The Fusion of Public Health and Speech-Language Therapy in Schools: Has the Time Come?
Presented at the inaugural Research Rendez-Vous conference hosted by McMaster School of Rehabilitation Science on April 29th, 2022.
Keywords:Speech-language therapy, communication disorders, schools, public health, tiered service delivery models, response to intervention, multi-tiered systems of supports, partnering for change
BACKGROUND: The burden of communication disorders in school age children is substantial. These disorders are among the most prevalent in schools. Communication disorders are also linked to numerous sequalae, such as poor socio-emotional health, poor academic and professional outcomes, high levels of unemployment, and increased healthcare utilization and costs. Nevertheless, children with these disorders are among the least likely to receive services from a rehabilitation professional. In fact, more than half of school-aged children with a communication disorder do not receive any speech-language therapy support. Clearly, new approaches to communication disorders in schools are needed.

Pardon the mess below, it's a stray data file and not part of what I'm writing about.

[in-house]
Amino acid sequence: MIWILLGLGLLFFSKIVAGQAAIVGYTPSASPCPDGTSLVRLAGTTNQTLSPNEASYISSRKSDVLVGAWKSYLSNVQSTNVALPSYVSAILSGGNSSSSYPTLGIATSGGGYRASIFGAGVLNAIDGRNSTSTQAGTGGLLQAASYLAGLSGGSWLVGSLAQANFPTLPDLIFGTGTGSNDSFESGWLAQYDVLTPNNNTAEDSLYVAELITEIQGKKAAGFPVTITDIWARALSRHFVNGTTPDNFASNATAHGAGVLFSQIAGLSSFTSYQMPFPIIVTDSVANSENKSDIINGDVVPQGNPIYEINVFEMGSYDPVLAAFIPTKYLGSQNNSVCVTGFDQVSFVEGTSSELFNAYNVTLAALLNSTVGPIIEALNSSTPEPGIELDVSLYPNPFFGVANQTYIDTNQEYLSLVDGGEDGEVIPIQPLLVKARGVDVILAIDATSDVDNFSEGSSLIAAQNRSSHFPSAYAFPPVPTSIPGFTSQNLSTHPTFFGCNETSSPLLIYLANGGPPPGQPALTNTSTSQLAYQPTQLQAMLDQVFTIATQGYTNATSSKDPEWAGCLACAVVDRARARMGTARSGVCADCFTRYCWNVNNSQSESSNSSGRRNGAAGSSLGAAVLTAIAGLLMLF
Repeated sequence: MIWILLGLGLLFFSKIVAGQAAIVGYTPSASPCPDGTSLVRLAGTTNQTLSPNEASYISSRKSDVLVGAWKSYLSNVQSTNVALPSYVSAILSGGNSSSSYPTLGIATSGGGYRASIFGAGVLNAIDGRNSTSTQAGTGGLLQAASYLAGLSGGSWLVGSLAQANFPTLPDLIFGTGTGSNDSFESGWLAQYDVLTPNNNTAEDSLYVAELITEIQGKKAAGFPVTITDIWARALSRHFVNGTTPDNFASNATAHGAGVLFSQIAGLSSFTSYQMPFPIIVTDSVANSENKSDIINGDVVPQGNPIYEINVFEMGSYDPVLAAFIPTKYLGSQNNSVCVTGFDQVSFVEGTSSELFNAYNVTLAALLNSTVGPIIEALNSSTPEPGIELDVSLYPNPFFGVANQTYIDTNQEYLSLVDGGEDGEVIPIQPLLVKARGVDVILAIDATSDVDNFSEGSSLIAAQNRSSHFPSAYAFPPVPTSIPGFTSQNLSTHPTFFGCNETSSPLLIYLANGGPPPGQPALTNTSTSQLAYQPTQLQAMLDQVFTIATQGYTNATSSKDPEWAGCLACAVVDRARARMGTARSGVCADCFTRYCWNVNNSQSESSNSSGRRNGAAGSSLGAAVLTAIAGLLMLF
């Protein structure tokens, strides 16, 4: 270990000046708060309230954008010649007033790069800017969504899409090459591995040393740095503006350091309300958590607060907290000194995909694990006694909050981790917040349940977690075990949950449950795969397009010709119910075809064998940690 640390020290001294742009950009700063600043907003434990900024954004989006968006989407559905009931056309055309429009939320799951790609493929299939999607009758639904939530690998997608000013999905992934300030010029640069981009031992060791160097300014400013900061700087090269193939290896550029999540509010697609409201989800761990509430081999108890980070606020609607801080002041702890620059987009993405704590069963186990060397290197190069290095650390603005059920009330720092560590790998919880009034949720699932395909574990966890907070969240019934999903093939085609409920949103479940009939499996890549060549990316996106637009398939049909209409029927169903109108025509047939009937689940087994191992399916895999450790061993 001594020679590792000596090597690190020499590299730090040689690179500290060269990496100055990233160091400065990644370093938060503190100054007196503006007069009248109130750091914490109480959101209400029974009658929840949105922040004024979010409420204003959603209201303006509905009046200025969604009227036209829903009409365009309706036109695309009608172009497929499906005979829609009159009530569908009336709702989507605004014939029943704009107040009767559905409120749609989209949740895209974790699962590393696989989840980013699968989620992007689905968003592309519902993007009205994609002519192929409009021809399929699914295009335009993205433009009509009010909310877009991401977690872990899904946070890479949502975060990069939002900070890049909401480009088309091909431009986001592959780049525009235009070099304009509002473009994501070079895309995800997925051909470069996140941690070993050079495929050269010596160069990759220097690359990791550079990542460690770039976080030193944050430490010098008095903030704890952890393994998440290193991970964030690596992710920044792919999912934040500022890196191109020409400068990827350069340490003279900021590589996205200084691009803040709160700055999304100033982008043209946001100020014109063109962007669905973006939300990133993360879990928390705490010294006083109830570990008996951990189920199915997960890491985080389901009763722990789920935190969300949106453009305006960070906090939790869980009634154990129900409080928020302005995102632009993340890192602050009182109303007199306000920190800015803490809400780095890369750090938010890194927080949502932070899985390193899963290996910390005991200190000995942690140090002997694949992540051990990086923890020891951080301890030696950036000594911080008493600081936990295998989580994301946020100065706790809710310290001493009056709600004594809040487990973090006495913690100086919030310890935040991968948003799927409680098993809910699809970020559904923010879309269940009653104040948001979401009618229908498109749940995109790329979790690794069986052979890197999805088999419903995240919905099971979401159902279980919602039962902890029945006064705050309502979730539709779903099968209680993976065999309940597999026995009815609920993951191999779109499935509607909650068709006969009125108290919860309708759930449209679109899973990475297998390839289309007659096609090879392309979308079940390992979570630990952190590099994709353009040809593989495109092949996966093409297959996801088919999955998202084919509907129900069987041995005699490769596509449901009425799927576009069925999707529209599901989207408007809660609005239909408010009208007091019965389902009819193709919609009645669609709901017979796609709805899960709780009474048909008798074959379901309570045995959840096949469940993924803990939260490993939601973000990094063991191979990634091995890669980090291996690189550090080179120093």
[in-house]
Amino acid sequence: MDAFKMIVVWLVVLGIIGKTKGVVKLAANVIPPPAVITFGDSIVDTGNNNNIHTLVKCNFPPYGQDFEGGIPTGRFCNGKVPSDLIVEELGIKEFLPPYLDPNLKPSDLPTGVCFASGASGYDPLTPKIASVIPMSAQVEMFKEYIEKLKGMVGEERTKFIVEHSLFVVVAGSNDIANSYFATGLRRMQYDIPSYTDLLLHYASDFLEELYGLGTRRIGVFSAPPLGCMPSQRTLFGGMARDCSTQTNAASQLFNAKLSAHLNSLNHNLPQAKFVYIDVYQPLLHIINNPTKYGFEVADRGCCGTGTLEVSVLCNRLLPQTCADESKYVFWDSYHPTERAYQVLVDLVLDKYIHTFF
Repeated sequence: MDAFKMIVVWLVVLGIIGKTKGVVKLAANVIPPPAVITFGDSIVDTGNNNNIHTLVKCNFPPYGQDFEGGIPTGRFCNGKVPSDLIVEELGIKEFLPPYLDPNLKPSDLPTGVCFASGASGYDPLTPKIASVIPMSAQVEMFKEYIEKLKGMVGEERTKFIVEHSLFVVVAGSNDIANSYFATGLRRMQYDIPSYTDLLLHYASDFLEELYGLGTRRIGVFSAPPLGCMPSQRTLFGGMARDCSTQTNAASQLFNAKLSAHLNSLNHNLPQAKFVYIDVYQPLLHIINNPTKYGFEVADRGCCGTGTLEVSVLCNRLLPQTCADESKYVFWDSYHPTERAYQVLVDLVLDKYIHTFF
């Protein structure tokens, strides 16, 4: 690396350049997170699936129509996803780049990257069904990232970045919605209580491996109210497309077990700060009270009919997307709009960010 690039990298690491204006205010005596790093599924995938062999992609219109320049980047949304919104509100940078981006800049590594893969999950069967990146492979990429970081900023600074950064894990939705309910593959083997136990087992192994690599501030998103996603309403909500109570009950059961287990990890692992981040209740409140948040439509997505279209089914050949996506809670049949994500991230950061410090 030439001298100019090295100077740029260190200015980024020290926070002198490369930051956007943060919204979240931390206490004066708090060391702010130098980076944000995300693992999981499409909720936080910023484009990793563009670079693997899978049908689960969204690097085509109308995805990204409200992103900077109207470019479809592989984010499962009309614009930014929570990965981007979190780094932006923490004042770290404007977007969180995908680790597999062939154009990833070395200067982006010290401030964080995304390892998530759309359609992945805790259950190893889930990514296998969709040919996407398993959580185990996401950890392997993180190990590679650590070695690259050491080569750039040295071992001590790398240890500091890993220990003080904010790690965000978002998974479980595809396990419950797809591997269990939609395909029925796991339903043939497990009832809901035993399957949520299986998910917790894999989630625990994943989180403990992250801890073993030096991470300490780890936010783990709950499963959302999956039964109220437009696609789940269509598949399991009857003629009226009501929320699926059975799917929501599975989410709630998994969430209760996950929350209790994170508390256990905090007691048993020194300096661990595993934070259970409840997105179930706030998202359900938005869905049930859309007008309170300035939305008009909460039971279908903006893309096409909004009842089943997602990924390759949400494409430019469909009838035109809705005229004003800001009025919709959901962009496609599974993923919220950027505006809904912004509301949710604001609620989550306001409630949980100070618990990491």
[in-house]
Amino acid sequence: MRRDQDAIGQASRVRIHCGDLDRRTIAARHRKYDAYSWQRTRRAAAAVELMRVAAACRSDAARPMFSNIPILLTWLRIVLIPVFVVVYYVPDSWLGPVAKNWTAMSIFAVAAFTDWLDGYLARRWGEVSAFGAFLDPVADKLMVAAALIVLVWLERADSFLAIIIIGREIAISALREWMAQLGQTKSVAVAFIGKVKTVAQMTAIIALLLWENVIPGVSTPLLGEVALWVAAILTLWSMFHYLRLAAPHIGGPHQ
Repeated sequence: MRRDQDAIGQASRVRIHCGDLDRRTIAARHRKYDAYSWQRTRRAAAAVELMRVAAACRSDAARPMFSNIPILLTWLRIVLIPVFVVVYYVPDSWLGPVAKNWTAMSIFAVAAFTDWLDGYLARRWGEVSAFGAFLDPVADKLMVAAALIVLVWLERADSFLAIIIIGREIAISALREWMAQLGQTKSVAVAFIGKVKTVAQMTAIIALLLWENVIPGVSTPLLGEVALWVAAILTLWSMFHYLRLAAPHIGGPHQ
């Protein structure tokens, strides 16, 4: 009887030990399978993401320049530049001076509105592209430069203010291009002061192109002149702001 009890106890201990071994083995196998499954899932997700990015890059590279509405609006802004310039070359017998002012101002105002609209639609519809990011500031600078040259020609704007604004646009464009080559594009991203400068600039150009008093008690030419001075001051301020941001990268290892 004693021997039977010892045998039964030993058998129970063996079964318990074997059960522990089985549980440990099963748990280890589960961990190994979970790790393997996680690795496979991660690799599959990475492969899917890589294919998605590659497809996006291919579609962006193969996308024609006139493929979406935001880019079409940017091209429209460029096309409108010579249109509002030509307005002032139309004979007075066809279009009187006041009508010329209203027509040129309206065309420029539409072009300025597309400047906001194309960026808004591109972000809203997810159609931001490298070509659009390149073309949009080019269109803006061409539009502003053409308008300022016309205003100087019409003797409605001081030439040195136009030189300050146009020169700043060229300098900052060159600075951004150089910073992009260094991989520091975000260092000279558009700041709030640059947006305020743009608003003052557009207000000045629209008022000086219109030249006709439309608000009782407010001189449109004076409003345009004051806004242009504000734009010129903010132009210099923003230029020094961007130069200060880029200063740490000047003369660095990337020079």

METHODS: We conducted a narrative review of scholarly and applied literature in three parts. The first justifies the fusion of public health and speech-language therapy in schools. The second explores public health frameworks for speech-language therapy and compares the same to tiered service delivery models recently implemented within schools. The third addresses the implications of this fusion for research in communication disorders and for clinical practice.
RESULTS: Traditional models of speech-language therapy clinical practice in schools are no longer sustainable given the current challenges posed by childhood communication disorders. A communication disability public health approach is needed to overcome these challenges. Tiered service delivery models provide an excellent opportunity to pivot speech-language therapy practice and research in schools towards a public health approach.
CONCLUSION: Through this narrative review, we argue that the future of speech-language therapy in schools must take advantage of advances in public health to respond to current child health needs in our communities. We strongly recommend the fusion of public health and school-based speech-language therapy to address the communication health needs of future generations.
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